New volunteers will be trained at the rally.

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Politics & Government
9:00 am
Sat February 23, 2013

The week in review

Kate Sumbler Flickr

Week in review interview

This week in review, Rina Miller and Jack Lessenberry discuss the second attempt to overhaul Blue Cross Blue Shield of Michigan, the great potential of Detroit getting an emergency manager, and debates over what control the Detroit Public School board has when they are under the control of an emergency financial manager.

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Education
7:58 pm
Wed February 20, 2013

Detroit school board re-gains some powers--temporarily

Lamar Lemmons
Credit via Detroit Board of Education

Detroit’s elected school board will have short-lived authority over some key decisions.

A Wayne County judge ruled Wednesday that the district’s emergency financial manager had exceeded his authority on some issues.

Judge Annette Berry said Roy Roberts must consult with the school board on school closings, security, and some other issues.

Roberts is supposed to share authority with the school board. He oversees finances, while the board supervises academics.

But the two are hard to separate, and both sides have brought court cases over how that should work in practice

Detroit school board President Lamar Lemmons says the ruling granting board members a partial injunction proves Roberts overstepped his authority.

"He’s used the fact that he’s had financial authority to, if you will, bully the staff into cooperating with him,” Lemmons said.  “And for all intents and purposes, ignoring the board and its designated superintendent.”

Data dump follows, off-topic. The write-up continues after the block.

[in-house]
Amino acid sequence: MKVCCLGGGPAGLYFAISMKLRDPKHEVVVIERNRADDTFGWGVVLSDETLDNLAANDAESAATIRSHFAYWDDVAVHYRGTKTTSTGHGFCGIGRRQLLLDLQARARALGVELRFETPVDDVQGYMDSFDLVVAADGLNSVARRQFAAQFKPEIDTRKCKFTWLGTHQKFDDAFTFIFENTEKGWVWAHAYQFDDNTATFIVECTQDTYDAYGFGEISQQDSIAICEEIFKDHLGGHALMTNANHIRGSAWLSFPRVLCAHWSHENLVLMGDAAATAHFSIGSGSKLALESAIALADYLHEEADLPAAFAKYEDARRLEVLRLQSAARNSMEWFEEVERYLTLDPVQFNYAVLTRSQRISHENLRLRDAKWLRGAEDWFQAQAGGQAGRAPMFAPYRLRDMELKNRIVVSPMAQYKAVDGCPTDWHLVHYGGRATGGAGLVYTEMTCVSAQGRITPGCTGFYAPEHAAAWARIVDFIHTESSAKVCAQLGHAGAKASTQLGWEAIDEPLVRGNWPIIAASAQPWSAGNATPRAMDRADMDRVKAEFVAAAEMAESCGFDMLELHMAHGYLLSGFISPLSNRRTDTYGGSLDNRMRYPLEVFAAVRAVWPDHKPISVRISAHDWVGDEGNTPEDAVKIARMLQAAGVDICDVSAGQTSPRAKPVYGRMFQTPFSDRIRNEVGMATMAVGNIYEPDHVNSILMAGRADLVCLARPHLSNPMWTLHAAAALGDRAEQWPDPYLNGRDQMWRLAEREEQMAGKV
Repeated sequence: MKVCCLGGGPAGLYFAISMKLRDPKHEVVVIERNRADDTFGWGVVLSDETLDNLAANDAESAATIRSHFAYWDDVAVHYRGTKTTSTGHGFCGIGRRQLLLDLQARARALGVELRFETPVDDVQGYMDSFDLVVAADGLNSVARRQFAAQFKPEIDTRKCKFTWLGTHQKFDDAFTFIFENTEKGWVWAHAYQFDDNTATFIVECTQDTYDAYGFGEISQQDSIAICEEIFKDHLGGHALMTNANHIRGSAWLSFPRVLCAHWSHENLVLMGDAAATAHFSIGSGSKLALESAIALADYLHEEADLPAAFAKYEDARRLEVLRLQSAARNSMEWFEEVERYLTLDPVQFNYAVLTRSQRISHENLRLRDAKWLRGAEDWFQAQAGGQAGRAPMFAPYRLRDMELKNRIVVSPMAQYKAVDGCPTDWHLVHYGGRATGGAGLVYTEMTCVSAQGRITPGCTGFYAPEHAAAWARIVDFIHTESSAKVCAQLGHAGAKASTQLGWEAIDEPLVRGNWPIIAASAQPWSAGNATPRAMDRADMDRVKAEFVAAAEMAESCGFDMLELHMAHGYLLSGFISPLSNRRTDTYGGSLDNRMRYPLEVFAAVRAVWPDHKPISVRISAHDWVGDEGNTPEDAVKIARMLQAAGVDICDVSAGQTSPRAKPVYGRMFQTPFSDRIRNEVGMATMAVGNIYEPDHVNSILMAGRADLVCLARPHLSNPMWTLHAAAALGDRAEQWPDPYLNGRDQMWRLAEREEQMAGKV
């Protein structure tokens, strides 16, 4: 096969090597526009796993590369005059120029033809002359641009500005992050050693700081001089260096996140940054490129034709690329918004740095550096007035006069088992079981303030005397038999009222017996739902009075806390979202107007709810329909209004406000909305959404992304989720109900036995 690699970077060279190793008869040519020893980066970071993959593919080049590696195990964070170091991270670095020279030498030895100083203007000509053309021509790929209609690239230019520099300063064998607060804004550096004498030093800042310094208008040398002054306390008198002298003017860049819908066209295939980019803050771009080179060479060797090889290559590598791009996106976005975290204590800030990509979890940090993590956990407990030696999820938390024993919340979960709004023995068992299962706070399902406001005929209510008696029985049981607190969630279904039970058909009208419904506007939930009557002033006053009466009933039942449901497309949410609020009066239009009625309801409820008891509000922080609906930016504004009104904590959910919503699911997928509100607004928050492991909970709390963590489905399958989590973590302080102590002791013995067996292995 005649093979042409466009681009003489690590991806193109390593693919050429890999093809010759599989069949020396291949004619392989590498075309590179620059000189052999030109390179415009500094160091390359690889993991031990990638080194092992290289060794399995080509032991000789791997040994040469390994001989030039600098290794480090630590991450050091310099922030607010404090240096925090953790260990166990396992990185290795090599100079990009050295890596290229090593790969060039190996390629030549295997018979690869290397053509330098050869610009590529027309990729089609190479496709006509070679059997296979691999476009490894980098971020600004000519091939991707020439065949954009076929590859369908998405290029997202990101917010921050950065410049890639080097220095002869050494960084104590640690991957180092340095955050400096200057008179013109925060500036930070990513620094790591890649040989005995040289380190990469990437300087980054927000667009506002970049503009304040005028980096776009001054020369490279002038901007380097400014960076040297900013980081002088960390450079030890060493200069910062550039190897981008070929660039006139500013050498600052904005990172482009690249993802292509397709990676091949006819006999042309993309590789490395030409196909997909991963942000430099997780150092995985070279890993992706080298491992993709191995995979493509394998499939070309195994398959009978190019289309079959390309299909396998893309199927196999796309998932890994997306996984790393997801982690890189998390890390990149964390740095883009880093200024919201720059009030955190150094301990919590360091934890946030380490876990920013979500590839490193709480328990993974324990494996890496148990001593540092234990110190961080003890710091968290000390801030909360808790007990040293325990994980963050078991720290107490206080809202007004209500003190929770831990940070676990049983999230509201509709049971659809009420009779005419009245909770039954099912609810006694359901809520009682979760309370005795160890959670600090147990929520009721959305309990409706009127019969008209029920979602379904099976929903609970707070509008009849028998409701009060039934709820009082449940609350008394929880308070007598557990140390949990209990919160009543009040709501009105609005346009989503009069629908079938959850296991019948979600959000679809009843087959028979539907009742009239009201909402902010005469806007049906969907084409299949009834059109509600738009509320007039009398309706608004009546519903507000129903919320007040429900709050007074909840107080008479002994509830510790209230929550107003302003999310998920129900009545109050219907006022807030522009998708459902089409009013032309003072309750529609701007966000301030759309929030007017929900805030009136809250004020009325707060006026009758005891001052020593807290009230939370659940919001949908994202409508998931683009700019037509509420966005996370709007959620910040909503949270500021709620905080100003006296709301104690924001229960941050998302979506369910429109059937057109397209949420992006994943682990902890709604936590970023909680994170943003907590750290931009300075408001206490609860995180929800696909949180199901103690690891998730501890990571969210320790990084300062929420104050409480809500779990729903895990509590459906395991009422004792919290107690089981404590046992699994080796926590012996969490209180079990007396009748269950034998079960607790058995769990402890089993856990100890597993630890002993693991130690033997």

The arrangement will be short-lived, though. A new emergency manager law kicks into effect on March 28th, once again giving Roberts broad powers over the whole district.

Lemmons says the board plans a court challenge to the new law.

Education
10:50 pm
Mon February 11, 2013

In new MEAP scores, some good news for Detroit Public Schools

Emergency financial manager Roy Roberts with a first-grader at Detroit's Dixon elementary-middle school
Credit via Detroit Public Schools

There’s some good news for the Detroit Public Schools in newly-released Michigan Educational Assessment Program (MEAP) scores.

42% of the district’s 3rd-through-8th graders scored “proficient or advanced” in reading. That’s up more than 6% from the prior year.

Math scores jumped more than 4%, with fewer than 15% of students rated proficient.

In most subjects, Detroit students’ gains outpaced state averages. But the district’s scores still remain well below state averages.

Roy Roberts, the district’s emergency financial manager, says that’s exactly the sort of progress people should expect at this point.
 

“If I had walked in here and said we’ve improved every class by 25%, you oughta call the FBI,” Roberts said. “It doesn’t happen that way. It’s incremental improvement.”

The number of Detroit students tested did drop more than 20% this year, though, as the district’s enrollment shrunk significantly. 

The state-run Education Achievement Authority took over 15 of the district’s lowest-performing schools last fall, leaving fewer kids in DPS. The district also has a dramatic long-term enrollment decline.

But that’s not the case at Dixon Elementary-Middle school on thecity’s far west side. That school has actually increased
enrollment—and posted some of the biggest gains citywide on this
year’s MEAP scores.